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The Financial Express

Trump company's CFO surrenders ahead of expected unveiling of criminal tax charge


Trump company's CFO surrenders ahead of expected unveiling of criminal tax charge

The chief financial officer of the Trump Organisation surrendered to authorities on Thursday as he and former US President Donald Trump's namesake company prepare to face criminal charges.

Allen Weisselberg, the CFO, entered a building housing Manhattan's criminal court, where he and a Trump Organisation representative are expected to appear later in the day.

The charges would be the first to emerge from an ongoing investigation into Trump's real estate empire, which has been hovering over the former president since he left office in January. Trump denies wrongdoing and calls the investigations a "witch hunt" by politically-motivated prosecutors.

Trump himself is not expected to be charged this week, though prosecutors have said their investigation into his Trump Organization is continuing, his lawyer Ronald Fischetti has said.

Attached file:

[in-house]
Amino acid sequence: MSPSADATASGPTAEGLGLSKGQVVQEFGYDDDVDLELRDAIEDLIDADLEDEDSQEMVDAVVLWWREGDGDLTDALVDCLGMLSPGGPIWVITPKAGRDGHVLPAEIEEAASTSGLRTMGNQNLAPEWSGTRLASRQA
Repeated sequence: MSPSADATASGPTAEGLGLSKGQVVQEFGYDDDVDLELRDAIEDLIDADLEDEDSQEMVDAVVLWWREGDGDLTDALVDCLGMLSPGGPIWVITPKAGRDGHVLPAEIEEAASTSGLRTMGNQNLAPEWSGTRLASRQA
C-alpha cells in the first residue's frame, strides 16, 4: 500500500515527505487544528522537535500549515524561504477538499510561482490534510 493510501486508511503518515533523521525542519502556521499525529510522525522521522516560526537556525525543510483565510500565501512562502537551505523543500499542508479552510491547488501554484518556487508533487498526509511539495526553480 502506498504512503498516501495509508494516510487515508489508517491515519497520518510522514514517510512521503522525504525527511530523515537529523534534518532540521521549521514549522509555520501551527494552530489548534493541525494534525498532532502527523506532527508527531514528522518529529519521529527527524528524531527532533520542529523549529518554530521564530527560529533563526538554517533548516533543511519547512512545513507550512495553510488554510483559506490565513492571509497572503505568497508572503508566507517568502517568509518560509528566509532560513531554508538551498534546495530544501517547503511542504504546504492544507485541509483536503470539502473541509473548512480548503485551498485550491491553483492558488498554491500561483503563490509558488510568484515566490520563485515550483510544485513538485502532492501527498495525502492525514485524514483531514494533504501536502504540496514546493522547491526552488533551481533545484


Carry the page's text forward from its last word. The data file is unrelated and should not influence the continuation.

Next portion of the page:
The charges are expected to focus on whether Weisselberg and other executives received perks and benefits such as rent-free apartments and leased cars, without reporting them properly on their tax returns, people familiar with the probe have said.

Weisselberg and the company are expected to be arraigned on Thursday, a person familiar with the matter has said, speaking on condition of anonymity. Vance's office has also been working with investigators from the office of New York Attorney General Letitia James.

Fischetti said on Monday that prosecutors suggested the charges would be related to taxes and fringe benefits.

"This will be their first blow," Fischetti said.

Mary Mulligan, a lawyer for Weisselberg, has declined to comment on possible charges.

In a statement on Monday, Trump called prosecutors biased and said his company's actions were "in no way a crime".

Blowback from the case could complicate Trump's political future as he considers a possible 2024 White House run.

The Trump Organisation could face fines and other penalties if convicted.

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